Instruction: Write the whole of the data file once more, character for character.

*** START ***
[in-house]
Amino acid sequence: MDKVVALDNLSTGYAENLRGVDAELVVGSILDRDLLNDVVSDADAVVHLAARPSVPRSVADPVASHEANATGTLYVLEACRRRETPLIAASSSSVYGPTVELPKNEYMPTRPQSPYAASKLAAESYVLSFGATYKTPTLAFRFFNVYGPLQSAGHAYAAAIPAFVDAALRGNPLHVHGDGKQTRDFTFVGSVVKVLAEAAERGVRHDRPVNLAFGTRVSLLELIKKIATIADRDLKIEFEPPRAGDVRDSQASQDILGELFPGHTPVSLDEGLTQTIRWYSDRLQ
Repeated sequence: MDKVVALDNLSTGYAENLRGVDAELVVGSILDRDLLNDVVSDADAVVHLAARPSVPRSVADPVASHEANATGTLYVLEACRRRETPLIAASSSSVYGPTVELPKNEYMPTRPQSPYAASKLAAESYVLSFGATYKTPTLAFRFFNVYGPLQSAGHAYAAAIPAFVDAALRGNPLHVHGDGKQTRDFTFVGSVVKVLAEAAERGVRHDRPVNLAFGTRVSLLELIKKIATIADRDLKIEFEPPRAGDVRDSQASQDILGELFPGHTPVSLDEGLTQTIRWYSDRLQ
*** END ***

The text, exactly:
[in-house]
Amino acid sequence: MDKVVALDNLSTGYAENLRGVDAELVVGSILDRDLLNDVVSDADAVVHLAARPSVPRSVADPVASHEANATGTLYVLEACRRRETPLIAASSSSVYGPTVELPKNEYMPTRPQSPYAASKLAAESYVLSFGATYKTPTLAFRFFNVYGPLQSAGHAYAAAIPAFVDAALRGNPLHVHGDGKQTRDFTFVGSVVKVLAEAAERGVRHDRPVNLAFGTRVSLLELIKKIATIADRDLKIEFEPPRAGDVRDSQASQDILGELFPGHTPVSLDEGLTQTIRWYSDRLQ
Repeated sequence: MDKVVALDNLSTGYAENLRGVDAELVVGSILDRDLLNDVVSDADAVVHLAARPSVPRSVADPVASHEANATGTLYVLEACRRRETPLIAASSSSVYGPTVELPKNEYMPTRPQSPYAASKLAAESYVLSFGATYKTPTLAFRFFNVYGPLQSAGHAYAAAIPAFVDAALRGNPLHVHGDGKQTRDFTFVGSVVKVLAEAAERGVRHDRPVNLAFGTRVSLLELIKKIATIADRDLKIEFEPPRAGDVRDSQASQDILGELFPGHTPVSLDEGLTQTIRWYSDRLQ